From the server with AAD Connect installed, via an elevated PowerShell console, run the following command to perform the sync to O365…

This task will synchronize all changes made to AD since the user and mailbox were created.

STEP 3: ASSIGN LICENSE

In the final step, I assign an O365 license to the newly created and synchronized user. The following commands can be run from any machine that has both Microsoft Online Services Sign-in Assistant for IT Professionals RTW and Windows Azure Active Directory Module for Windows PowerShell installed. In my case, they are installed on each server, as well as my admin workstation.

Connect to O365 via PowerShell from an elevated PowerShell console; or using Azure AD Module for PowerShell console.

Confirm the new user does not have an O365 license assigned.

This command returns unlicensed O365 users in which the “isLicensed” parameter is “False”.

The next command returns the “AccountSkuId“, or subscription license(s), of my tenant that I will use to assign to the new user.

The AccountSkuId will look something similar to “tenantname:ENTERPRISEPACK“; where “ENTERPRISEPACK” represents my Office 365 Enterprise E3 subscription. Other subscriptions will have different representations.

Before I can assign any licenses to my new user, the user must be assigned a location (or country code). Since I’m am located in the United States, I use “US” as the two letter country code for the user, using this command…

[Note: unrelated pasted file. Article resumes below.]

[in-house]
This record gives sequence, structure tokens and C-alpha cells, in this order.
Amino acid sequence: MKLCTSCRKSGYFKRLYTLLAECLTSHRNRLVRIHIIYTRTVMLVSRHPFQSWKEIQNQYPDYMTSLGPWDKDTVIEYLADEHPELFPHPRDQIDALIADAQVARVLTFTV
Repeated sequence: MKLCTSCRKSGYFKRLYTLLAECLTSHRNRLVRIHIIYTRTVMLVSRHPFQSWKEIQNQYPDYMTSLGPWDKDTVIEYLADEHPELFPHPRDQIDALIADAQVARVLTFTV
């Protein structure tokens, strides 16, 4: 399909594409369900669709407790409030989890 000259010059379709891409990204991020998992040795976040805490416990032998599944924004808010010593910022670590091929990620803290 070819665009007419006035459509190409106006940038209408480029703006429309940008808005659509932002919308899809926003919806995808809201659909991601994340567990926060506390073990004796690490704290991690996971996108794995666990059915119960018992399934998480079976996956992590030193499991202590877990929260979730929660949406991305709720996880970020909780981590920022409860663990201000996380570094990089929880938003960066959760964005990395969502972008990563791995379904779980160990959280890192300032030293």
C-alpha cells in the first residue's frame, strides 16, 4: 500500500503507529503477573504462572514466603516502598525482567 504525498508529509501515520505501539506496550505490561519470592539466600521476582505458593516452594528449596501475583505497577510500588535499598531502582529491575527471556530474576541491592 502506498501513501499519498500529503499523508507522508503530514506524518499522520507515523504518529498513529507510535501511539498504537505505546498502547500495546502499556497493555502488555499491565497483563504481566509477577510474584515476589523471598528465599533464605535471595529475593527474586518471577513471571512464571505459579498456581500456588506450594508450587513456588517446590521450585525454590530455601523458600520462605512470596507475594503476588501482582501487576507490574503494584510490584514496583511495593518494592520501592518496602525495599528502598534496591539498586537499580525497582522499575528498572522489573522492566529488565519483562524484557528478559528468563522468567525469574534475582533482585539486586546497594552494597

Now that I’ve set a location for the new user, I can assign a license from my associated O365 subscription, using this command…

Finally, the user can access their assigned mailbox in Exchange Online.

Add Alternate Email Address or Recovery Email Address for Office365 Administrator

In Office365, depending on the admin role of an account you may want to add an alternate email address for password recovery. This is a basically a self-service password reset for Administrators of Office365.

Quick way to do this is with PowerShell:

If this setting is unset for an administrator, Office365 gives you a nice reminder about adding an alternate email address in case your primary account gets locked out.

You can add this information when first setting up the account:

It can also be added for an existing admin user by going to the Gear, Office 365 settings, and edit your settings in the ‘me’ section, you can enter your mobile phone number and alternate email there.

Map a network drive using PowerShell

Make sure you are using the latest version of PowerShell. On Windows 8/10 run it as administrator and type the following:

Where: